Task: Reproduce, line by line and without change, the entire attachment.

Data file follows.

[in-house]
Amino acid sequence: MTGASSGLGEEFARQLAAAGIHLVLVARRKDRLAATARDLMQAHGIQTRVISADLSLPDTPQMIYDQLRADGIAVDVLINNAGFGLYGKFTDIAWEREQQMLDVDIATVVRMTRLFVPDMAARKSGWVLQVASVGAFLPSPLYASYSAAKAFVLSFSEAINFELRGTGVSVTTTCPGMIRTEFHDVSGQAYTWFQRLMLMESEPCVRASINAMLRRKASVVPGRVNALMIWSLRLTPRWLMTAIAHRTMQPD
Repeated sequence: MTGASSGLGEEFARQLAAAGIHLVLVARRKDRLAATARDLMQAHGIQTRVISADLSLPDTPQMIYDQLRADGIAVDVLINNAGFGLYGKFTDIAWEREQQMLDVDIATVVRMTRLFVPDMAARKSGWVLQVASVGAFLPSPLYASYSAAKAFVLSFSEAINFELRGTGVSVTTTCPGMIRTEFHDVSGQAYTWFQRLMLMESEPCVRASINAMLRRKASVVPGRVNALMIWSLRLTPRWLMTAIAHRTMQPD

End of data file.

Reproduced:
[in-house]
Amino acid sequence: MTGASSGLGEEFARQLAAAGIHLVLVARRKDRLAATARDLMQAHGIQTRVISADLSLPDTPQMIYDQLRADGIAVDVLINNAGFGLYGKFTDIAWEREQQMLDVDIATVVRMTRLFVPDMAARKSGWVLQVASVGAFLPSPLYASYSAAKAFVLSFSEAINFELRGTGVSVTTTCPGMIRTEFHDVSGQAYTWFQRLMLMESEPCVRASINAMLRRKASVVPGRVNALMIWSLRLTPRWLMTAIAHRTMQPD
Repeated sequence: MTGASSGLGEEFARQLAAAGIHLVLVARRKDRLAATARDLMQAHGIQTRVISADLSLPDTPQMIYDQLRADGIAVDVLINNAGFGLYGKFTDIAWEREQQMLDVDIATVVRMTRLFVPDMAARKSGWVLQVASVGAFLPSPLYASYSAAKAFVLSFSEAINFELRGTGVSVTTTCPGMIRTEFHDVSGQAYTWFQRLMLMESEPCVRASINAMLRRKASVVPGRVNALMIWSLRLTPRWLMTAIAHRTMQPD